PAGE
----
Having grown up in Pharaoh’s palace, Moses emerges to seek out his brethren. He immediately sees an Egyptian taskmaster beating a fellow Hebrew, ‘he turned this way and that and saw that there was no one, so he struck down the Egyptian…’1 The very next day he sees two Hebrews fighting and intercedes, asking why one is striking his fellow. The man questions Moses’ right to get involved, retorting, ‘do you propose to murder me, as you murdered the Egyptian?’2 The obvious question is, if ‘he turned this way and that and saw that there was no one’ present the previous day, how does the incident become common knowledge so quickly?

A famous social psychological phenomenon, known as the Bystander Effect, states that the presence of others in any given situation serves as a deterrence for people to intervene and offer help if someone is in need. When I explored this concept with a group of students, we conducted a basic experiment during recess, whereby one of the students dropped books in a busy thoroughfare in the school. While tens of people walked past, not one stopped to help the student in need. In contrast, when the exact same experiment was conducted at a quieter time, with only one other student walking past, it transpired that that the student immediately stopped to assist.

Social psychologists Bibb Latané and John Darley popularized this concept following the public murder of Kitty Genovese outside her apartment in New York City in 1964, during which time no one stepped forward to help or to call the police. Most people attribute this trend to the diffusion of responsibility and to the assumption that since there are other people around someone else will intervene. Others attribute the phenomenon to the social peer pressure not to intervene if no one else is helping.

These days, with the expansion of technology and endless opportunities for communication, it is becoming increasingly easy to be anonymous within society – both virtually and in reality. This, coupled with the increase in crowd culture and the death of individualism, only serves to exacerbate the phenomenon of the Bystander Effect, and to highlight the absence of a sense of individual duty or responsibility.

Utilizing the same language as the biblical text, the Mishna states, ‘in a place where there is no one, strive to be someone.’3 When Moses goes out and sees his fellow being beaten, ‘he turned this way and that…’ Perhaps, he sees plenty of people around, which explains his encounter the very next day with someone who clearly knew what had happened the previous day. However, the crowd are mere bystanders, indifferent to the plight of their fellow and unlikely to get involved. As soon as he ‘saw that there was no one’ willing to get involved, he realized that it was up to him to step in and intervene – to be one of the first recorded upstanders in history.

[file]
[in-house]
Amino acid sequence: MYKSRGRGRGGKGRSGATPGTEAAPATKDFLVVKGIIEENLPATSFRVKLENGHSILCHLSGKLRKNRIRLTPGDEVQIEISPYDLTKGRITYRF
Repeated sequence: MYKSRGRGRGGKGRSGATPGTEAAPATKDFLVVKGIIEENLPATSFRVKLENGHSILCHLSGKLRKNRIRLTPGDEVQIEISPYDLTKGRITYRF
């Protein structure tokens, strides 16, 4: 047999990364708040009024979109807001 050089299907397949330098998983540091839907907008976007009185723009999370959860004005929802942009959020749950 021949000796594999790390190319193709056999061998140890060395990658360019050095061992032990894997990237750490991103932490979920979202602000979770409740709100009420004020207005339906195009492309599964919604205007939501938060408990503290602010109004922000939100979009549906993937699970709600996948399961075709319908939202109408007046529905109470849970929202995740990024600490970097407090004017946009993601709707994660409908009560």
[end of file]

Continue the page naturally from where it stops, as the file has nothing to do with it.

The concept of the Bystander Effect goes directly counter to a principle that lies at the core of our strength as the Jewish nation – that of, ‘all of Israel is responsible for one another.’4 This phrase serves as the foundation for the belief that each of us hold collective responsibility for one another. More recently, the phrase has been commonly understood to highlight the value of moral and social responsibility among the global Jewish community, transcending a sense of civic duty and serving as a religious requirement.

In a place where ‘there is no one,’ where no one is stepping forward to act, where no one is getting involved, it is upon us to be that person, to offer a voice to the voiceless, to give help to the helpless and to be proactive in all that we do. When so many around us are bystanders and filled with indifference, it is up to us, to choose the path of responsibility, and to become the Moses of our moment. If the bystander effect encourages others to stay anonymous, perhaps the upstander effect will encourage others to make a difference.

SUMMARY:

Moses sees an Egyptian taskmaster killing a Hebrew slave, checks that no one is around and steps forward to intervene. The following day, a further encounter with two Hebrews reveals to Moses that someone had in fact seen him killing the Egyptian the previous day. Beneath the surface of this seeming contradiction within the story, lies the basis of a common psychological phenomenon regarding the duty upon each of us to act upon a sense of moral and social responsibility.

NOTES

1. Exodus 2:13.
2. Exodus 2:14.
3. Avot 2:6.
4. Babylonian Talmud, Tractate Shavuot 39a.